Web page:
According to the World Health Organization, one in three people in the world do not have access to clean drinking water and basic sanitation services. These problems have only increased worldwide due to the effects of climate change. As a result, coupled with investment and operational costs, developing countries and vulnerable communities are most affected by the adverse effects of water scarcity.
“Water scarcity is one of the greatest challenges of the 21st century,” said David Estrada, associate professor of materials science and engineering. “In our lab, we are committed to finding solutions to problems that do not respect political, socio-economic or cultural boundaries. This new system can be tailored to meet the water restoration needs of communities of various sizes and economic backgrounds around the world.
Boise State researchers from the College of Engineering joined researchers from Drexel University and the Idaho National Laboratory to study a simple, energy-efficient technique for removing ammonia from agricultural wastewater. The research was co-led by Estrada and Ted Lister, a chemical separations researcher in the Idaho National Laboratory’s Energy and Environmental Science and Technology Directorate. The group’s work is published in the Nature Partner Journal, Clean Water.
The research team used capacitive deionization, an emerging water purification technique in which water flows between two oppositely charged electrodes. This technique polarizes the ionic impurities in the wastewater, causing the ions to be attracted and stored in the opposite electrodes.
“It takes roughly 20 times more energy to synthesize ammonia from fossil fuels than to recover ammonia using our approach,” Lister said. “Such fossil fuel-based industrial processes can generate up to four times more carbon dioxide than the amount of ammonia that is synthesized, highlighting the importance of recycling our resources produced using such energy-intensive techniques.”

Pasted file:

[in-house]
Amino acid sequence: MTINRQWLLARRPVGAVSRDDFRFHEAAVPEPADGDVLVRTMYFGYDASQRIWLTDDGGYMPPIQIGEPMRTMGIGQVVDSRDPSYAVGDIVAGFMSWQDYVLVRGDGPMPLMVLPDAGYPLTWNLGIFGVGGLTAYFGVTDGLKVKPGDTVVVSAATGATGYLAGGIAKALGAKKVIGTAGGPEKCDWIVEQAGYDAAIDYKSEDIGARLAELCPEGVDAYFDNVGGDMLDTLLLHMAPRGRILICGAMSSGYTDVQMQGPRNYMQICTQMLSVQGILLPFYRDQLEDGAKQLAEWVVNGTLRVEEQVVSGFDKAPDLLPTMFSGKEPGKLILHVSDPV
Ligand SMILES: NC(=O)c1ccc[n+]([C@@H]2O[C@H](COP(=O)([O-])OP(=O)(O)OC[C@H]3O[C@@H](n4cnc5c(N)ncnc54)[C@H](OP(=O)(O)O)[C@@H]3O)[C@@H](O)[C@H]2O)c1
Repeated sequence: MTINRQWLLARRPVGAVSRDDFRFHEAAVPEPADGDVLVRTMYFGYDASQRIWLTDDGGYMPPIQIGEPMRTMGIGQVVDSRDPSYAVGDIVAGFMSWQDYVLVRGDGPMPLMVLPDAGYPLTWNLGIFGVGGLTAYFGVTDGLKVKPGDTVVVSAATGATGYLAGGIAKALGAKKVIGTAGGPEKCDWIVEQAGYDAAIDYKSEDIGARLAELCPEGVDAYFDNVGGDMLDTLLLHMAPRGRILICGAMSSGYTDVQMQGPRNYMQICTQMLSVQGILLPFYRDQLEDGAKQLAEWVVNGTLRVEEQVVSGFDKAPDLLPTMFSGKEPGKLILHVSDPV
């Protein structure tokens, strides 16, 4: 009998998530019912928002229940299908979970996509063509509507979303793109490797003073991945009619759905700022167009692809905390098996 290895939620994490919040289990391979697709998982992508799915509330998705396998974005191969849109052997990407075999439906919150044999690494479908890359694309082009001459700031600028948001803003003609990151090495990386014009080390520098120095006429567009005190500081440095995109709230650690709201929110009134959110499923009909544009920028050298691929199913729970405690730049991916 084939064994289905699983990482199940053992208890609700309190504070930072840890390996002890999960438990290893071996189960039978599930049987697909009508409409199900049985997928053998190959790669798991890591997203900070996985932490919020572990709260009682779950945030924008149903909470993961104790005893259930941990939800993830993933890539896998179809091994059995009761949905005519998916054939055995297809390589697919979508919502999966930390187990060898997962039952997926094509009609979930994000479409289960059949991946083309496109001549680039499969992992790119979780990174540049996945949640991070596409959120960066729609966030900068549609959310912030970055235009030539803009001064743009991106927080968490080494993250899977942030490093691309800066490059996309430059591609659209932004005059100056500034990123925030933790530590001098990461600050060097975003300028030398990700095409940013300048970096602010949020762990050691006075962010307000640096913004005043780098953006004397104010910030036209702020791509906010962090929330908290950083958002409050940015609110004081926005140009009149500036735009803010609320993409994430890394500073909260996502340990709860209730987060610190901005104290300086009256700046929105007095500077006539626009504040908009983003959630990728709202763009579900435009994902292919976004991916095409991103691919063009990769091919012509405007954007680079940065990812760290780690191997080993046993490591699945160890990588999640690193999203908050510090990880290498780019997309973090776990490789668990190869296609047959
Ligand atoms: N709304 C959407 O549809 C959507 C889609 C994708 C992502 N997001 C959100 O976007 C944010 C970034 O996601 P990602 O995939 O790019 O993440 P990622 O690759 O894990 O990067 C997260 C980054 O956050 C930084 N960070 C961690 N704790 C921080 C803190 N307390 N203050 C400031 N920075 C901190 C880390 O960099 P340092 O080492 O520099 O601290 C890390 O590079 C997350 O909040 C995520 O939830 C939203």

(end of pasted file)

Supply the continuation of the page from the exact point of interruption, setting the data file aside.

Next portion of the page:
The team examined previous studies that investigated carbon-based materials as electrodes, but these materials were limited in terms of chemical diversity, surface chemistries, and surface area-to-volume ratio, which limited the effectiveness of the capacitive deionization technique. The team partnered with Drexel University’s Chris Shook and Yuri Gogotsi to explore a new approach using MXenes, an inorganic compound composed of layers of nitrides, carbonitrides, or metal carbides.
“MXenes have a unique combination of properties that make them very attractive for electrochemical applications,” said Naqsh Mansoor, a Boise State graduate student in Micron’s School of Materials Science and Engineering and first author of the paper. “The extended structure of MXenes allows for a lot of intercalation space so that the removed contaminants can not only adsorb on the surface, but also insert themselves between the layers.”
The team’s research found a 100-fold improvement in deionization capacity using MXenes compared to activated carbon-based electrode systems. This resulted in a greater number of pollutants being removed from the wastewater stream while using less of the electrode material.
Reference: Mansoor NE, Diaz LA, Shuck CE, Gogotsi Y, Lister TE, Estrada D. Ammonia removal and recovery from simulated wastewater using Ti3C2Tx MXene in capacitive flow electrode deionization. npj Pure water. 2022; 5 (1): 1-11. doi: 10.1038/s41545-022-00164-3
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